Mumbai: Major Indian ports have more than 3.5 million tonnes (mt) of coal stockpiles because importers are refusing to take deliveries as the rupee’s fall against the dollar has made the landed price of the fuel unexpectedly high.
India’s coal imports of around 140mt a year are rising, encouraging many big and small import firms to mushroom, but few have been hedging their currency risk, which has contributed to the latest impasse.
“The stockpile in five major coal-importing, government-controlled ports is over 3.5mt,” said Punit Oza, senior chartering manager at ship operator Klaveness Asia Pte Ltd from Singapore. “The coal traders who have brought this coal to sell mostly on stock and sale basis are stuck with some of this cargo since the rupee is devalued and the buyers are unwilling to pay the higher rupee price due to the declining currency.”
Defaults have taken place and some importers have deferred their purchases, according to an executive in a large foreign coal-importing company based in New Delhi. The executive declined to be named.
Slowing coal imports will hit power producers, especially those that are located near a coast, as well as steel companies that depend on coking coal for making the alloy.
“Some ships destined to India are being diverted mid-route with the seller looking for other markets,” the executive at the coal importing company said.
Coal prices are softer in the international market, owing to an oversupply and slower purchases from China, but the rupee’s 13.85% devaluation against the dollar since the beginning of the year, has pushed up the landed price of coal. The currency fell to a record low of 68.85 against the dollar on 28 August.
Steam coal from Richards Bay in South Africa of 6,000 kilo calorie (a high grade) on a free-on-board basis (without insurance and freight) was priced at $71.34 a tonne on 6 September, down 19% from $88.1 a year ago, data from Bloomberg shows.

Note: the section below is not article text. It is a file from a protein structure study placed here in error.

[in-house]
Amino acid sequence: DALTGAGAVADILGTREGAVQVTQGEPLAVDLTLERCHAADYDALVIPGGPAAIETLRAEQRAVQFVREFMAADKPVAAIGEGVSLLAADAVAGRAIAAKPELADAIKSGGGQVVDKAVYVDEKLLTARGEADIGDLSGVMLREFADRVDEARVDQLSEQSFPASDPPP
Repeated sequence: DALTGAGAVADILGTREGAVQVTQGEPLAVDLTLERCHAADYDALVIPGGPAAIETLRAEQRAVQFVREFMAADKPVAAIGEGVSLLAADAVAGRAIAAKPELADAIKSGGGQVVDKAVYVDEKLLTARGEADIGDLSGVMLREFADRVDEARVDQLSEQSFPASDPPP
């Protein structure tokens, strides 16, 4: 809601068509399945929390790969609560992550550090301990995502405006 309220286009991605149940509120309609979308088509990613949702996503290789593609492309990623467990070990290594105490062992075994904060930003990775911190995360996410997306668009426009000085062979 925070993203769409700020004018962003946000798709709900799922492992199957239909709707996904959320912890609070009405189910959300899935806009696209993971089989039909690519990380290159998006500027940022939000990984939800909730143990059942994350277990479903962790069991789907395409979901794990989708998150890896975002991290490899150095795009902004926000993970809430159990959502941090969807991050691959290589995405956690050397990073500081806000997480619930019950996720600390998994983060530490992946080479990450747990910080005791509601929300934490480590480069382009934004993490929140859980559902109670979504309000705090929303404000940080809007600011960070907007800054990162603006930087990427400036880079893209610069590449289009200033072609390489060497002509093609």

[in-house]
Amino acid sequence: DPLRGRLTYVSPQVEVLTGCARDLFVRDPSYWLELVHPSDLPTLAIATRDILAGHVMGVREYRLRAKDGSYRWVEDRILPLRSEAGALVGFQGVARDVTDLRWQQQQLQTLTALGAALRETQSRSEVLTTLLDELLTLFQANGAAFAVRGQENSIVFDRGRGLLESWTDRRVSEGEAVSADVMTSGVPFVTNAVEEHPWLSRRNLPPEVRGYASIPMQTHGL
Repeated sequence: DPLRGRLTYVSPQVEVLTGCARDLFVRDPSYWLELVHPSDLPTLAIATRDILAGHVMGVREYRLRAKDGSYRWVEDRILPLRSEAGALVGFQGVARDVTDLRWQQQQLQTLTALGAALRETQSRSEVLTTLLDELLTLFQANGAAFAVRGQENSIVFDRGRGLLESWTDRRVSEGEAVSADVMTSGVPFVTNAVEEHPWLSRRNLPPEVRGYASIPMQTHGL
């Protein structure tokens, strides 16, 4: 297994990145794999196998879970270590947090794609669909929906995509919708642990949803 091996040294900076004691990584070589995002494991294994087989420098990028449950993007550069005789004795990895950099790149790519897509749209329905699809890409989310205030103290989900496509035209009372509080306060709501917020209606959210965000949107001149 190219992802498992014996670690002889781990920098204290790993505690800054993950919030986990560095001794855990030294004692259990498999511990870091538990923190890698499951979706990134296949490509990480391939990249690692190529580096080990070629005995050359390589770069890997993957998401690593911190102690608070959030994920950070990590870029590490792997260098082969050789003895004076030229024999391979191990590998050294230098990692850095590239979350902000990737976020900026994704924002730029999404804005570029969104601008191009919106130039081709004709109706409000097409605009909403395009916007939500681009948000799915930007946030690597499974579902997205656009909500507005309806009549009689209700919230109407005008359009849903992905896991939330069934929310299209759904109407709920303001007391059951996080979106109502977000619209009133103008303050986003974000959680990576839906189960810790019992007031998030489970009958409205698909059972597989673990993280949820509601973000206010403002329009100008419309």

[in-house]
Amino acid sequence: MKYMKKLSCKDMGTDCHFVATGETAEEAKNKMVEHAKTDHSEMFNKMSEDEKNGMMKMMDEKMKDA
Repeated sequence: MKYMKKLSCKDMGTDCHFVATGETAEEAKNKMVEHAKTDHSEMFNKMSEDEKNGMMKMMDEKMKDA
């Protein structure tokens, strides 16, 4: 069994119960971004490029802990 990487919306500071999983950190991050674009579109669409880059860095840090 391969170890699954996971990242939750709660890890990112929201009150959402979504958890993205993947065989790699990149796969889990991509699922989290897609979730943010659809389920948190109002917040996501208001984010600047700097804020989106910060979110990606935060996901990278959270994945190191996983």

In India, the landed price of high grade steam coal originating from Richards Bay, inclusive of freight, insurance and port charges, was at Rs.6,350 a tonne, up 2.42% from Rs.6,200 a tonne a year ago, data from Oreteam, an information and data portal on metals and raw materials, showed.
The current coal prices are 12% higher than two months ago when many of the contracts were finalized following which the rupee plunged.
Power tariffs seen up
Imported coal-based power plants, many in the course of being commissioned, will be the hardest hit by the slowdown and merchant tariffs could likely rise, said an analyst.
Power companies imported about 120mt of coal and this is expected to keep rising by 15mt a year, said Girish Shirodkar, partner and managing director of Strategic Decisions Group. “Coal available (stockpiles) at the ports is just costlier and the power companies will pass it on to their clients,” Shirodkar said.
Eventually, a stable rupee and the softening of coal prices in the international market in the medium term may lead to softer and steadier imported coal prices in India in the medium term, but the growing imported coal-based power production will lead to higher average power tariffs, Shirodkar said.
Power tariffs could rise to Rs.4.3 a unit by December and further to Rs.4.3-4.5 a unit in the months ahead, he added.
Steel companies, in their eagerness to grab export markets to take advantage of the weaker rupee against the dollar will be willing to spend more on costlier coking coal which is imported, thus keeping the coal imports tap on.
After the rupee stabilizes and coal buyers start to renegotiate the sale of the coal cargoes at the ports, pace of imports will resume, according to Oza of Klaveness.
“This slump is a temporary one of maybe a month or two,” Oza said. “The level of imports in first eight months has been hectic and thus India should still surpass last year’s import levels, even with a slower momentum.”
India’s import of thermal and coking coal is seen at 170mt this fiscal year to end in March 2014, up from about 140mt in 2012-13, according to Oreteam.